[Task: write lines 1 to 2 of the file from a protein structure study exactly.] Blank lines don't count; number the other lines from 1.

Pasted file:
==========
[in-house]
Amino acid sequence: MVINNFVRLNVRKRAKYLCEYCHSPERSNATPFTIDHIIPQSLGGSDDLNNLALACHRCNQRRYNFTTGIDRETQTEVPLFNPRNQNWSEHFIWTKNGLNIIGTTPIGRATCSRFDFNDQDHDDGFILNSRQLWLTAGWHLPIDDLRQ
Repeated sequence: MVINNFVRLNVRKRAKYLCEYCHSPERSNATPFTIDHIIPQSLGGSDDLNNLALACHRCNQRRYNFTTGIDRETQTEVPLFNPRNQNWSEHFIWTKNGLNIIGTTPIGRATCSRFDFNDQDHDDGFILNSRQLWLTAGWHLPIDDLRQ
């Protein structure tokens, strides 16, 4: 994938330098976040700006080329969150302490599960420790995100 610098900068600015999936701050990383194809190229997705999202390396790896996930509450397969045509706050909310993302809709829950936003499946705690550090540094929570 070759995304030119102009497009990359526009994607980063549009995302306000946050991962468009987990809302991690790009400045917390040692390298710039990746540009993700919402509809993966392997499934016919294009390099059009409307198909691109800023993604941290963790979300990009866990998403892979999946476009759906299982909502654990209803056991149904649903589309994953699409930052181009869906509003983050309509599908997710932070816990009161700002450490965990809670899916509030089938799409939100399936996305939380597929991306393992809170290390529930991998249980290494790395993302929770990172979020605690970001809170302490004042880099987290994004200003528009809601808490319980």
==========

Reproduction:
[in-house]
Amino acid sequence: MVINNFVRLNVRKRAKYLCEYCHSPERSNATPFTIDHIIPQSLGGSDDLNNLALACHRCNQRRYNFTTGIDRETQTEVPLFNPRNQNWSEHFIWTKNGLNIIGTTPIGRATCSRFDFNDQDHDDGFILNSRQLWLTAGWHLPIDDLRQ